Getting Started with Docker: Docker Images

Docker is a set of platform as a service (PaaS) products that use OS-level virtualization to deliver software in packages called containers.

Docker containers are built from Docker images. These images are retrieved from Docker Hub, a registry managed by the Docker project. You can host Docker images on the Hub. It’s the most popular place to grab images with more than 100,000 container images.

However, a huge number of these images are unmaintained, so you need to be selective about which images to explore.

Run a Docker Image

Let’s test that our Docker installation can retrieve images from Docker Hub. At the command line type:

$ docker run hello-world

By default, a docker installation doesn’t have any images stored locally. The docker command is therefore unable to find the hello-world image locally when we try to run the image. The program contacts Docker Hub and downloads the hello-world image. It then proceeds to create a container from the image, and run the application stored in the container, with the output shown below.

sde@ganges:~$ docker run hello-world
Unable to find image 'hello-world:latest' locally
latest: Pulling from library/hello-world
2db29710123e: Pull complete 
Digest: sha256:37a0b92b08d4919615c3ee023f7ddb068d12b8387475d64c622ac30f45c29c51
Status: Downloaded newer image for hello-world:latest

Hello from Docker!
This message shows that your installation appears to be working correctly.

To generate this message, Docker took the following steps:
 1. The Docker client contacted the Docker daemon.
 2. The Docker daemon pulled the "hello-world" image from the Docker Hub.
 3. The Docker daemon created a new container from that image which runs the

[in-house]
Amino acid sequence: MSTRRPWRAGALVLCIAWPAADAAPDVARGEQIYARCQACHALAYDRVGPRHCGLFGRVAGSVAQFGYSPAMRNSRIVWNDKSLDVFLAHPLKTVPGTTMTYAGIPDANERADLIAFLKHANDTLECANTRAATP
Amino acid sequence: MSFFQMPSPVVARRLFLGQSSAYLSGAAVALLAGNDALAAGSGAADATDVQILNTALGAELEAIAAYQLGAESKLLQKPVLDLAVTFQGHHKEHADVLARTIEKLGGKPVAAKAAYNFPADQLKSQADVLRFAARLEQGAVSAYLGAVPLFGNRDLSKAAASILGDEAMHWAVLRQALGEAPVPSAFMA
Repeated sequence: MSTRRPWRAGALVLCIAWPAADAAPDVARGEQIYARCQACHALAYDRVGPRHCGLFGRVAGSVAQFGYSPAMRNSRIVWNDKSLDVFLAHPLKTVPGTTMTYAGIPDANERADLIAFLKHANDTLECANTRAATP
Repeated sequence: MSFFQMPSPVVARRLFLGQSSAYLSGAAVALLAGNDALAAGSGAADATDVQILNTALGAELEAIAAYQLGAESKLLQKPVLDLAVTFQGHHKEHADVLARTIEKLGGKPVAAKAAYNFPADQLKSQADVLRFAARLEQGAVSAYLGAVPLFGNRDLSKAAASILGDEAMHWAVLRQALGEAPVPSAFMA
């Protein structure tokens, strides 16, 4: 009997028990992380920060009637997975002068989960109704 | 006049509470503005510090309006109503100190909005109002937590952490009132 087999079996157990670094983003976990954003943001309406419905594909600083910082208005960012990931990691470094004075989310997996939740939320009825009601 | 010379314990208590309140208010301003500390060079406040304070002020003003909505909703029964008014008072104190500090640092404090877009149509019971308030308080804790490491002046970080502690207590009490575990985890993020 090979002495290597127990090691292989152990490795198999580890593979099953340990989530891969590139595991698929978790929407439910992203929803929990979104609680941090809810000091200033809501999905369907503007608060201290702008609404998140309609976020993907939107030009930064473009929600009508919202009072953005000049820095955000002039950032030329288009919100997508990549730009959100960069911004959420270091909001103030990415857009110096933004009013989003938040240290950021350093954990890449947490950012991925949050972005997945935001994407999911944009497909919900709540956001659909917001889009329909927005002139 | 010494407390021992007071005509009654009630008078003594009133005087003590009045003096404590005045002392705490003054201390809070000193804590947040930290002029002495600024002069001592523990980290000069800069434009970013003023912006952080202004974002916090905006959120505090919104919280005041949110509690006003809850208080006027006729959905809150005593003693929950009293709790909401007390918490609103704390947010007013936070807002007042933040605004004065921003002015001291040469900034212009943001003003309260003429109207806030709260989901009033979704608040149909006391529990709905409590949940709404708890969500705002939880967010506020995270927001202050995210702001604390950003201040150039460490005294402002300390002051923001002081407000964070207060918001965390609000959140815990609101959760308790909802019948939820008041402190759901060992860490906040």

executable that produces the output you are currently reading.
 4. The Docker daemon streamed that output to the Docker client, which sent it
    to your terminal.

To try something more ambitious, you can run an Ubuntu container with:
 $ docker run -it ubuntu bash

Share images, automate workflows, and more with a free Docker ID:

For more examples and ideas, visit:

If you want only to download a Docker image replace the run command with pull. As you can see, docker reports that our hello-world image is up to date.

sde@ganges:~$ docker pull hello-world
Using default tag: latest
latest: Pulling from library/hello-world
Digest: sha256:37a0b92b08d4919615c3ee023f7ddb068d12b8387475d64c622ac30f45c29c51
Status: Image is up to date for hello-world:latest

List installed images

Listing the installed images is simple. At the command line type:

$ docker images

sde@ganges:~$ docker images
hello-world   latest    feb5d9fea6a5   6 weeks ago   13.3kB

List containers

At the command line, type:

$ docker ps -a

sde@ganges:~$ docker ps -a 
CONTAINER ID   IMAGE         COMMAND    CREATED        STATUS                    PORTS     NAMES
808ccbb253c8   hello-world   "/hello"   14 hours ago   Exited (0) 14 hours ago             blissful_goodall

If we omit the -a option the command only shows containers that are running.

Remove an installed image

Let’s suppose we want to remove the hello-world container. At the command line, type:

$ docker rmi -f hello-world

The -f option forces the removal of the image.

Search for Images

We can use the command search to look for matches on Docker Hub. For example, if we want to search for Nextcloud (a suite of client-server software for creating and using file hosting service), we type:

$ docker search nextcloud

When experimenting with docker images, we recommend you start with matches that have [OK] in the OFFICIAL column. The vast majority of docker images stored on Docker Hub are unmaintained.

All articles in this series:

Getting Started with Docker
Installing Docker EngineLet's start with the basics. We install Docker Engine on Ubuntu
Run Docker without sudoRun Docker without the security privileges of root
CommandsA brief overview of the 40 Docker commands
ImagesA Docker image is a file used to execute code in a Docker container
Portainer CEInstall this interface to manage different Docker environments
DryInteractive CLI for Docker containers
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